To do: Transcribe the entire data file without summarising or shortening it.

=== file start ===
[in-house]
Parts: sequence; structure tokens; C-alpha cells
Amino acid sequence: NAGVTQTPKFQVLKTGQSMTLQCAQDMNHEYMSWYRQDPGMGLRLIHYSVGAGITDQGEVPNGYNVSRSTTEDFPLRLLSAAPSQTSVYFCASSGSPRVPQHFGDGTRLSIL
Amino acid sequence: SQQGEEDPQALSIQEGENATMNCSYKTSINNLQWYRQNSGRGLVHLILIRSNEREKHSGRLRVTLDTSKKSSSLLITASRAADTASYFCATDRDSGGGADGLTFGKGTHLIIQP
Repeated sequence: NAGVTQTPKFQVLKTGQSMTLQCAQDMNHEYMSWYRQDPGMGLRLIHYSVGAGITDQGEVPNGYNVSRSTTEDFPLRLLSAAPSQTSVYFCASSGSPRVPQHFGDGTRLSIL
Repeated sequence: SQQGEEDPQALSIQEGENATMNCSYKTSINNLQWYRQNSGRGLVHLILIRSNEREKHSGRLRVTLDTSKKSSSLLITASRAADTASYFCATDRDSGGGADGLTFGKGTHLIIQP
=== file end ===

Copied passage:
[in-house]
Parts: sequence; structure tokens; C-alpha cells
Amino acid sequence: NAGVTQTPKFQVLKTGQSMTLQCAQDMNHEYMSWYRQDPGMGLRLIHYSVGAGITDQGEVPNGYNVSRSTTEDFPLRLLSAAPSQTSVYFCASSGSPRVPQHFGDGTRLSIL
Amino acid sequence: SQQGEEDPQALSIQEGENATMNCSYKTSINNLQWYRQNSGRGLVHLILIRSNEREKHSGRLRVTLDTSKKSSSLLITASRAADTASYFCATDRDSGGGADGLTFGKGTHLIIQP
Repeated sequence: NAGVTQTPKFQVLKTGQSMTLQCAQDMNHEYMSWYRQDPGMGLRLIHYSVGAGITDQGEVPNGYNVSRSTTEDFPLRLLSAAPSQTSVYFCASSGSPRVPQHFGDGTRLSIL
Repeated sequence: SQQGEEDPQALSIQEGENATMNCSYKTSINNLQWYRQNSGRGLVHLILIRSNEREKHSGRLRVTLDTSKKSSSLLITASRAADTASYFCATDRDSGGGADGLTFGKGTHLIIQP